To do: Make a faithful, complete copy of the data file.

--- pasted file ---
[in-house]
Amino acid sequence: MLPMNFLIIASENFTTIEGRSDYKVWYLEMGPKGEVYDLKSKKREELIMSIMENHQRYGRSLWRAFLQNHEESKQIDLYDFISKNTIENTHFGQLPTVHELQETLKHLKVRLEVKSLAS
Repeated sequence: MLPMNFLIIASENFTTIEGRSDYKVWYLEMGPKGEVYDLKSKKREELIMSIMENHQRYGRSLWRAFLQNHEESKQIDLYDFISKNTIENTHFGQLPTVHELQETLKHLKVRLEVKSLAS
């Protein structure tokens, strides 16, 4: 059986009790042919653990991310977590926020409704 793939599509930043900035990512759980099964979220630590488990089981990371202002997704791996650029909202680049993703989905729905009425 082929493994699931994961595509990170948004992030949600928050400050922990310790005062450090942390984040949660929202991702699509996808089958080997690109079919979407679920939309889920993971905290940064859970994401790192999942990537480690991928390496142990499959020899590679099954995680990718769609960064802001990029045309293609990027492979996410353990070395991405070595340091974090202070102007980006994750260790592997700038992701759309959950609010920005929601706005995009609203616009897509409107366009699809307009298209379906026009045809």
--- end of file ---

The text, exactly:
[in-house]
Amino acid sequence: MLPMNFLIIASENFTTIEGRSDYKVWYLEMGPKGEVYDLKSKKREELIMSIMENHQRYGRSLWRAFLQNHEESKQIDLYDFISKNTIENTHFGQLPTVHELQETLKHLKVRLEVKSLAS
Repeated sequence: MLPMNFLIIASENFTTIEGRSDYKVWYLEMGPKGEVYDLKSKKREELIMSIMENHQRYGRSLWRAFLQNHEESKQIDLYDFISKNTIENTHFGQLPTVHELQETLKHLKVRLEVKSLAS
């Protein structure tokens, strides 16, 4: 059986009790042919653990991310977590926020409704 793939599509930043900035990512759980099964979220630590488990089981990371202002997704791996650029909202680049993703989905729905009425 082929493994699931994961595509990170948004992030949600928050400050922990310790005062450090942390984040949660929202991702699509996808089958080997690109079919979407679920939309889920993971905290940064859970994401790192999942990537480690991928390496142990499959020899590679099954995680990718769609960064802001990029045309293609990027492979996410353990070395991405070595340091974090202070102007980006994750260790592997700038992701759309959950609010920005929601706005995009609203616009897509409107366009699809307009298209379906026009045809």